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University of Minnesota Extension

Growing eggplant in home gardens

Quick facts

  • Eggplant needs warm weather and will not thrive during a cool season.
  • When buying plants, choose sturdy plants up to a foot tall.
  • Start eggplant seeds about eight weeks before planting them outside.
  • Transplant outdoors after nighttime low temperatures are above 50°F.
  • Install plant supports at the time of planting.
  • Use mulch to heat the soil and reduce root damage.
  • Harvest eggplants when they have reached mature size; clip them off with sharp shears. 

Eggplant is a short season vegetable

Purple and white Fairy Tale eggplants growing on plant

Eggplant (Solanum melongena) is a relative of peppers, potatoes, tomatoes and tobacco.

Eggplant needs warm conditions, and will not thrive during a cool season. There are varieties available that thrive in Minnesota’s short summer season.

Soil pH and fertility

  • Have your soil tested.
  • A soil pH between 5.5 and 7.5 is best.
  • Apply phosphorus (P) and potassium (K) should be applied according to soil test recommendations.
    • Many Minnesota soils have enough phosphorus.
    • Unless your soil test report specifically recommends additional phosphorus, use a low- or no-phosphorus fertilizer.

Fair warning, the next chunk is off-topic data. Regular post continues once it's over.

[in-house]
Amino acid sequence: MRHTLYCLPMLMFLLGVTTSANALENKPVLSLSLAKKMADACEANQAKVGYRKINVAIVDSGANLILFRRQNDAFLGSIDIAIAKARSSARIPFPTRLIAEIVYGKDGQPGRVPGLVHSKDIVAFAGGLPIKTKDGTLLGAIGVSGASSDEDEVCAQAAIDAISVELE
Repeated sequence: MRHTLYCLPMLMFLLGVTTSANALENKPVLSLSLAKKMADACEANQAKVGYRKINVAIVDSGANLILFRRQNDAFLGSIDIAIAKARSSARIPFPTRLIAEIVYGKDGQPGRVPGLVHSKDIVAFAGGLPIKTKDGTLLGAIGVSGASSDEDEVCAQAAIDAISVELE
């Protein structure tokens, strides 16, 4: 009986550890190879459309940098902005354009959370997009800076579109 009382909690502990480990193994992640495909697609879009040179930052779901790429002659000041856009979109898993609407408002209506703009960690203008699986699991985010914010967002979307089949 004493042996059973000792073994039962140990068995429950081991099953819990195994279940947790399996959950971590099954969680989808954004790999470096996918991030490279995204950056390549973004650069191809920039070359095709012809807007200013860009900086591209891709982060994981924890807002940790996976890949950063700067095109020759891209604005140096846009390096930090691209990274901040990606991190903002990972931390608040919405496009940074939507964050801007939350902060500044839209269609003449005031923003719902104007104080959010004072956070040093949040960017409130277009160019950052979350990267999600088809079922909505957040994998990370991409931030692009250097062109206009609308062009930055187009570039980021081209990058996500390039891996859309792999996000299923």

• Improve your soil by adding well-rotted manure or compost in spring or fall.
  • Too much nitrogen fertilization will lead to plants that are bushy, leafy and slow to bear fruit.
  • Do not use any fertilizer containing a weed killer ("Weed and Feed"), as it may kill your vegetable plants.
  • Eggplants benefit from black plastic mulch because it helps to heat the soil and reduces root damage. Do not apply mulch before the soil has warmed in the spring.

Buying plants

If you buy plants from a garden center, choose sturdy plants up to a foot tall. They should have stems at least the width of a pencil and the leaves should be closely spaced up the stem. Do not buy plants with spots on their leaves, as you could be bringing disease into your garden.

If you buy plants from a mail-order catalog, you may need to keep them indoors until it is time to set them out. Treat them as if you had started them yourself.



How to keep your eggplants healthy and productive


Managing pests, diseases, and disorders

Many things can affect eggplant leaves, flowers and fruit. Changes in physical appearance and plant health can be caused by the environment, plant diseases, insects and wildlife. In order to address what you’re seeing, it is important to make a correct diagnosis.

You can find additional help identifying common pest problems by using the online diagnostic tools or by sending a sample to the UMN Plant Disease Diagnostic Clinic. You can use Ask a Master Gardener to share pictures and get advice.


Authors: Marissa Schuh, Extension educator, and Cindy Tong, Extension horticulturalist

Reviewed in 2023

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